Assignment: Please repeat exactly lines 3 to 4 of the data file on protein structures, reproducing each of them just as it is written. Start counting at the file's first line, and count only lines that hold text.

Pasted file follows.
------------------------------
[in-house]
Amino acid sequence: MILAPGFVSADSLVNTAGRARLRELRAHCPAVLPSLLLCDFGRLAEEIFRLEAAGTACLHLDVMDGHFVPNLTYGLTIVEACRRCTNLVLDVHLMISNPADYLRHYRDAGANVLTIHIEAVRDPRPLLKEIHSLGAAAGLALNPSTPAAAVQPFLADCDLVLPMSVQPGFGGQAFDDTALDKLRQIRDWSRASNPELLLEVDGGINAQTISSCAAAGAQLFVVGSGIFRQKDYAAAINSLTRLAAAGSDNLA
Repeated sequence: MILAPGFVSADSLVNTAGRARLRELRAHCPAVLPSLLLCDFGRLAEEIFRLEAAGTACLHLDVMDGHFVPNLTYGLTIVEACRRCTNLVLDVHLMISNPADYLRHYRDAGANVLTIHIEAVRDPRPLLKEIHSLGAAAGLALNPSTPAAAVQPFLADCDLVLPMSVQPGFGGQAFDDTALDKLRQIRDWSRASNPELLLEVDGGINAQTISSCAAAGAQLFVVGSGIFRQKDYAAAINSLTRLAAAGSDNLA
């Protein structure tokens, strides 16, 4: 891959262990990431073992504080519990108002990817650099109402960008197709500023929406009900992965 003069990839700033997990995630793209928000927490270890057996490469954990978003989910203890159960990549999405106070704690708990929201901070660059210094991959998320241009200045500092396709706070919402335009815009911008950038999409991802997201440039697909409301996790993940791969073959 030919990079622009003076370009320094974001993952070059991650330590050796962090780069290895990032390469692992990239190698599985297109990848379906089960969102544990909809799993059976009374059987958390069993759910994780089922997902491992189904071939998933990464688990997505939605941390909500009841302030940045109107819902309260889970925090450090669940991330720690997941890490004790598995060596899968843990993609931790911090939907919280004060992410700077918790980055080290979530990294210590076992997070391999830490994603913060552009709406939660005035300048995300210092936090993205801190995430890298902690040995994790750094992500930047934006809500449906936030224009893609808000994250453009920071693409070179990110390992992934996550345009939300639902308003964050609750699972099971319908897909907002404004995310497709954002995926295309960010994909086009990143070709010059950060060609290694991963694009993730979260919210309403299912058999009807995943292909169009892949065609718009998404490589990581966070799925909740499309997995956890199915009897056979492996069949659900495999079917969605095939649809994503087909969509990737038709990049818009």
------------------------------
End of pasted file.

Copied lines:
Repeated sequence: MILAPGFVSADSLVNTAGRARLRELRAHCPAVLPSLLLCDFGRLAEEIFRLEAAGTACLHLDVMDGHFVPNLTYGLTIVEACRRCTNLVLDVHLMISNPADYLRHYRDAGANVLTIHIEAVRDPRPLLKEIHSLGAAAGLALNPSTPAAAVQPFLADCDLVLPMSVQPGFGGQAFDDTALDKLRQIRDWSRASNPELLLEVDGGINAQTISSCAAAGAQLFVVGSGIFRQKDYAAAINSLTRLAAAGSDNLA
């Protein structure tokens, strides 16, 4: 891959262990990431073992504080519990108002990817650099109402960008197709500023929406009900992965 003069990839700033997990995630793209928000927490270890057996490469954990978003989910203890159960990549999405106070704690708990929201901070660059210094991959998320241009200045500092396709706070919402335009815009911008950038999409991802997201440039697909409301996790993940791969073959 030919990079622009003076370009320094974001993952070059991650330590050796962090780069290895990032390469692992990239190698599985297109990848379906089960969102544990909809799993059976009374059987958390069993759910994780089922997902491992189904071939998933990464688990997505939605941390909500009841302030940045109107819902309260889970925090450090669940991330720690997941890490004790598995060596899968843990993609931790911090939907919280004060992410700077918790980055080290979530990294210590076992997070391999830490994603913060552009709406939660005035300048995300210092936090993205801190995430890298902690040995994790750094992500930047934006809500449906936030224009893609808000994250453009920071693409070179990110390992992934996550345009939300639902308003964050609750699972099971319908897909907002404004995310497709954002995926295309960010994909086009990143070709010059950060060609290694991963694009993730979260919210309403299912058999009807995943292909169009892949065609718009998404490589990581966070799925909740499309997995956890199915009897056979492996069949659900495999079917969605095939649809994503087909969509990737038709990049818009």